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“South Africa’s AIDS ravages “an army of orphans

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His father was the first to die of AIDS, followed by his mother a year later. Like many South Africans in the mid-2000s, Ndumisogamede lost his parents in quick succession. His treatment has since stabilized the crisis, but the effects of this “lost generation” are still being felt.

The now 28-year-old rapper, who has had to raise his younger brothers since he was 13, shows a photo of his parents hanging on the dim wall of the garage in the poor town of Boss Rawls, where he lives. A few kilometers from Johannesburg.

“They were both HIV positive. Their deaths pretty much devastated me,” he told AFP. He fled drugs and delinquency and says music saved him.

Just days before World AIDS Day on December 1st, South Africa still had 13.7% of people living with HIV. This is one of the highest rates in the world.

But more than 5.4 million of the estimated 8.2 million infected people are on antiretroviral drugs, one of the world’s largest HIV treatment programs, dramatically reducing mortality.

As a result, “the number of children orphaned by AIDS has decreased,” says Agnes Mokoto, who runs a dedicated program in Cape Town with the NGO Networking HIV.

According to UNAIDS, it will fall from 1.9 million in 2009 to 960,000 in 2021. The age gap caused by the epidemic has created a lost generation of young parents in particular.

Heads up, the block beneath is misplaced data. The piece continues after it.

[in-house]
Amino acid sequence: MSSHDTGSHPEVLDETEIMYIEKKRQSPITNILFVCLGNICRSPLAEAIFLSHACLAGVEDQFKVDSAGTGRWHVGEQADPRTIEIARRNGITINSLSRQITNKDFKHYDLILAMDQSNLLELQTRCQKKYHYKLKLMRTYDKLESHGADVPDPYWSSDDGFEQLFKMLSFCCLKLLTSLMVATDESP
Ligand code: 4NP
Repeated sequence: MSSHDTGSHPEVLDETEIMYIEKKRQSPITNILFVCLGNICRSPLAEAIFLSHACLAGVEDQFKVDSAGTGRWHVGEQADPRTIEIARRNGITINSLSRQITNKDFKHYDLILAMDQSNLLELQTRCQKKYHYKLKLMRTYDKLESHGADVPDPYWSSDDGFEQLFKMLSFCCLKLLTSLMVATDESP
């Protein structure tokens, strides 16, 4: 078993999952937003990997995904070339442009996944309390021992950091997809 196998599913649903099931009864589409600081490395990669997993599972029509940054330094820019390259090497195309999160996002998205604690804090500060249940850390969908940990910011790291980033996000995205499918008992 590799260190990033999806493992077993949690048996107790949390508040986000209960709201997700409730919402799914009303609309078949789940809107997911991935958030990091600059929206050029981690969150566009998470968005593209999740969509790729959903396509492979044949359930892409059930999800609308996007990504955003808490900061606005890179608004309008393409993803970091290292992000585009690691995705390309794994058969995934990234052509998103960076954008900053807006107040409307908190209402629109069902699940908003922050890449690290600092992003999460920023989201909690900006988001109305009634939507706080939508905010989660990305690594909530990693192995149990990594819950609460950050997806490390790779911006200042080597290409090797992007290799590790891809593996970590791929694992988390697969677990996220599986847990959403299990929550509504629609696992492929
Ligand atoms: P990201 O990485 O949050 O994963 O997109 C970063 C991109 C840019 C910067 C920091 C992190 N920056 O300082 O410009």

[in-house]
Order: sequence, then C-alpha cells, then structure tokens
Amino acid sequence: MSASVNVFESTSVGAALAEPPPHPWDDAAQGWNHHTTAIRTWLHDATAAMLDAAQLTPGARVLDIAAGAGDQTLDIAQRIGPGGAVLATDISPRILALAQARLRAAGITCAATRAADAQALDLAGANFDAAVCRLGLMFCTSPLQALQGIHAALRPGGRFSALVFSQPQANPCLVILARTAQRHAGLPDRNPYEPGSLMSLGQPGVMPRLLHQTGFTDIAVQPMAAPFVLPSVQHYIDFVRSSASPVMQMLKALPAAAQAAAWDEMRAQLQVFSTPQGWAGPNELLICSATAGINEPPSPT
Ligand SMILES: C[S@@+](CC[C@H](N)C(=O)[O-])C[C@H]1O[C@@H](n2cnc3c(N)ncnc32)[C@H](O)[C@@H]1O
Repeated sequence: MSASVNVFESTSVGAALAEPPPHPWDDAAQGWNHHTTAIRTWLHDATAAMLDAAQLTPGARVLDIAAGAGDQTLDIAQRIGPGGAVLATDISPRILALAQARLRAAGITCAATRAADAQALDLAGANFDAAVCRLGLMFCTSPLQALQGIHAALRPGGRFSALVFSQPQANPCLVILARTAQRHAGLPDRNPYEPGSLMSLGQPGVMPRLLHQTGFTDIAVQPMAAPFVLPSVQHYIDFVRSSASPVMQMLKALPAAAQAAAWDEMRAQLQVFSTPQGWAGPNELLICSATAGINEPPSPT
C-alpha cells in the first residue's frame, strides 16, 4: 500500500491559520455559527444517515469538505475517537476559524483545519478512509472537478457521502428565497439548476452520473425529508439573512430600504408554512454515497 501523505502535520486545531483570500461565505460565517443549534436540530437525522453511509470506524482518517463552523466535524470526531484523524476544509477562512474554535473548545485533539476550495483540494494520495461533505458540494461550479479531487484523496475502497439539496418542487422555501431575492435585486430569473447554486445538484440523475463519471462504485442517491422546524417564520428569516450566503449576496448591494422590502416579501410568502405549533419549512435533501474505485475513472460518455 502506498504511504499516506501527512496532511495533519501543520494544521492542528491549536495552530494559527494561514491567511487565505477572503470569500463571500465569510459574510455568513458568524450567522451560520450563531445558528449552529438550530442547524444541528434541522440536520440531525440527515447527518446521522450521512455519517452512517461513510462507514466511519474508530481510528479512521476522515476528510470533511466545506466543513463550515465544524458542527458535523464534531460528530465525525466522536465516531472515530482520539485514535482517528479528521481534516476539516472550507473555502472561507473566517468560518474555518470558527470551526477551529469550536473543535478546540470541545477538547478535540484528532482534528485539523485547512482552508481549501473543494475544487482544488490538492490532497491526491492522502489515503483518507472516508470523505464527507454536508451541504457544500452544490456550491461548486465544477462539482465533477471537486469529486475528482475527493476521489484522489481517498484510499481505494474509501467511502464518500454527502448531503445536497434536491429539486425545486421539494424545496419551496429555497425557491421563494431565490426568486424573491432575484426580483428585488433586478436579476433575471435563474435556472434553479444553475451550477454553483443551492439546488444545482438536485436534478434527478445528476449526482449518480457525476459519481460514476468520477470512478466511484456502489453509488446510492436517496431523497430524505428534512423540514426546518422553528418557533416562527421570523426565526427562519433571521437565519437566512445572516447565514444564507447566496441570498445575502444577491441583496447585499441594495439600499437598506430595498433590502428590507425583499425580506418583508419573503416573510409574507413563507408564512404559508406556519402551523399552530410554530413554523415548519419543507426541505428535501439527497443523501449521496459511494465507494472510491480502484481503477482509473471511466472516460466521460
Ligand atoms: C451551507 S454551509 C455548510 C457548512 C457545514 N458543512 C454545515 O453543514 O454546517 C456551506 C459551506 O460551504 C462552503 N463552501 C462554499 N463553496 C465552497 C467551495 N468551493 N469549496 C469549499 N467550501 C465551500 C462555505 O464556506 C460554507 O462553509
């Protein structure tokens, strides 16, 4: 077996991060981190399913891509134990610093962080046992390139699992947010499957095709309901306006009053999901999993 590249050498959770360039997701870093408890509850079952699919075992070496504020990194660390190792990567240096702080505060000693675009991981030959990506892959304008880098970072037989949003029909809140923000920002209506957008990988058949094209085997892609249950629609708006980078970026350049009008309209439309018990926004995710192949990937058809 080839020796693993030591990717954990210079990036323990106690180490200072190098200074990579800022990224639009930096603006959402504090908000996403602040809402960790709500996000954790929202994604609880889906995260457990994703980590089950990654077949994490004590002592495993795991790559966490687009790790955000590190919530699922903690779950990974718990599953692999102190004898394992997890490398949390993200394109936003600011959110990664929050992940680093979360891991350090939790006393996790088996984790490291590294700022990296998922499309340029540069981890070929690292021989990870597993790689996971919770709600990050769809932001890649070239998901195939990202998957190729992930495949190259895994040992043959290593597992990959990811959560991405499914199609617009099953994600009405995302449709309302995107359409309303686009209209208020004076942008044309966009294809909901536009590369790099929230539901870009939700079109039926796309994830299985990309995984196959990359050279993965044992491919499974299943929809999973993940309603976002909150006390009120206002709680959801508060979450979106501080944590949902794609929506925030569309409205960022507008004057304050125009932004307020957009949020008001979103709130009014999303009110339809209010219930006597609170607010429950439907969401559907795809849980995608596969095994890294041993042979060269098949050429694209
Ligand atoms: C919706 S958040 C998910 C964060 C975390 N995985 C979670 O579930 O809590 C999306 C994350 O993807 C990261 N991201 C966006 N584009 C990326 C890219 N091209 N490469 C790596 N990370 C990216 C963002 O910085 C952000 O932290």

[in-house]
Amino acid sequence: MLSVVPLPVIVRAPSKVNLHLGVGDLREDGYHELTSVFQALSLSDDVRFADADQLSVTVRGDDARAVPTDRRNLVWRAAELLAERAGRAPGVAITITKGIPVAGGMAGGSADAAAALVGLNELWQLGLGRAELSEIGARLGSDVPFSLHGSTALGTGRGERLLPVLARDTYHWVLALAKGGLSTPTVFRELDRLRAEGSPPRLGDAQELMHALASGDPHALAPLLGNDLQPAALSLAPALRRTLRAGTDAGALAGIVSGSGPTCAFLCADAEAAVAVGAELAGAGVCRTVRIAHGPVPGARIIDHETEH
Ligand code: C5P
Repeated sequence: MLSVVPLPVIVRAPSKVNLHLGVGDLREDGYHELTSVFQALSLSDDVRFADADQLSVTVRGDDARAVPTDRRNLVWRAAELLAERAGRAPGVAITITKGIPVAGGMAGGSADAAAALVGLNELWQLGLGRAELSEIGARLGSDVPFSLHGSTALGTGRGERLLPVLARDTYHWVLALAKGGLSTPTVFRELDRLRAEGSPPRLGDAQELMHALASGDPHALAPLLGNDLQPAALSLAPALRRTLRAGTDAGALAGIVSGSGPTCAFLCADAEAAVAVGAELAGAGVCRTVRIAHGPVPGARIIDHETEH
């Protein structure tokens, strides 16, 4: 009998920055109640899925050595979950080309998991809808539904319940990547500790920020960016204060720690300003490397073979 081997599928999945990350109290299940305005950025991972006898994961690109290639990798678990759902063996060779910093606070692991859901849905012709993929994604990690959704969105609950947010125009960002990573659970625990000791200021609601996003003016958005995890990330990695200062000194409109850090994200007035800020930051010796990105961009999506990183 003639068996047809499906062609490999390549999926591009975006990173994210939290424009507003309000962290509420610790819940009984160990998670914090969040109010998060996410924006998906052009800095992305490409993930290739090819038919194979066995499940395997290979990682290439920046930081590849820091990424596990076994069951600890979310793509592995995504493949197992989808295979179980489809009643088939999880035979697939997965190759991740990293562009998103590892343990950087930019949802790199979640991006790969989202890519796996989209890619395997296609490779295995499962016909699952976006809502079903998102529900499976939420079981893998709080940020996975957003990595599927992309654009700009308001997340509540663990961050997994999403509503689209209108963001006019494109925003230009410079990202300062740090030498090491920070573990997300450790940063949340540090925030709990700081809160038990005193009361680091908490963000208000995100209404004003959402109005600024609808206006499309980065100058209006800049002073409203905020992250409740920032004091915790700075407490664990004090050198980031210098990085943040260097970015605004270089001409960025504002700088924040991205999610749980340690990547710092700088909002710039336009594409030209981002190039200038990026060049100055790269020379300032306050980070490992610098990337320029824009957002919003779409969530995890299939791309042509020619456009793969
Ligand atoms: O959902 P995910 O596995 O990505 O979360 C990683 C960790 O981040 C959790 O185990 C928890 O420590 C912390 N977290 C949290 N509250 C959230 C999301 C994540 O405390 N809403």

– Dr. Beetle’s Remedy –

“During the dark ages of the early 2000s, people were dying one after another, creating legions of orphans,” said Linda Gale Becker, M.D., of the Desmond Tutu HIV Foundation.

Ndumiso’s parents disappeared some 15 years ago, at the height of the epidemic. The infection spread even more quickly because then-President Thabo Mbeki was unaware of the crisis and slowed the large-scale deployment of antiretroviral drugs.

More than 330,000 lives have been lost as a result of the mismanagement of Mr. Mbeki and his health minister, according to a Harvard University study.

Despite progress, the South African government “continues to be concerned about high infection rates”, particularly “among teenage girls and young women,” Vice President David Mabuza said recently.

Transactional sex with older men, known as ‘sugar daddies’ or ‘blessers’, is a major contributor to this epidemic, fueled by a very high unemployment rate (33.9%).

And the stigma of these women often hinders “satisfactory health care,” says Sivongile Chabalala, president of the Campaign for Treatment Action, and guilt-tripping those seeking condoms or seeking testing. I am referring to nurses who hold hands.

– Stigma –

The taboos and embarrassment surrounding AIDS also isolated the young musician brother. (…),” recalls the skinny youth.

Neighbors gave them food. Ndumiso found work at a fast food restaurant, but his salary was “not good enough.”One of his two younger brothers is a drug addict and now lives in a nearby cottage. I’m in.

The stigma also prevented his parents from getting proper treatment. “If they had been treated properly, one of them would still be alive,” the rapper says.

Other AIDS orphans also struggle to obtain documents.

Nonhula Mazareni, who runs a shelter in western Johannesburg, says she cares for “21 young people who are living with HIV and have no ID.”

“I have a blind little boy and I took him in when he was 2 years old. He is now 24, unemployed and unable to claim welfare because he has no paperwork,” she says. .

Ndumiso recently became a father. Next to the bed is a gray cot with a foam mattress on the floor. He proudly shows his AFP the latest music his video on his computer and beats in his head.

He’s also looking for a job, but without a diploma it’s complicated. The melancholic young man wants to believe that if AIDS had not killed his father, he would have had an “opportunity.”

“Life wouldn’t be like this.

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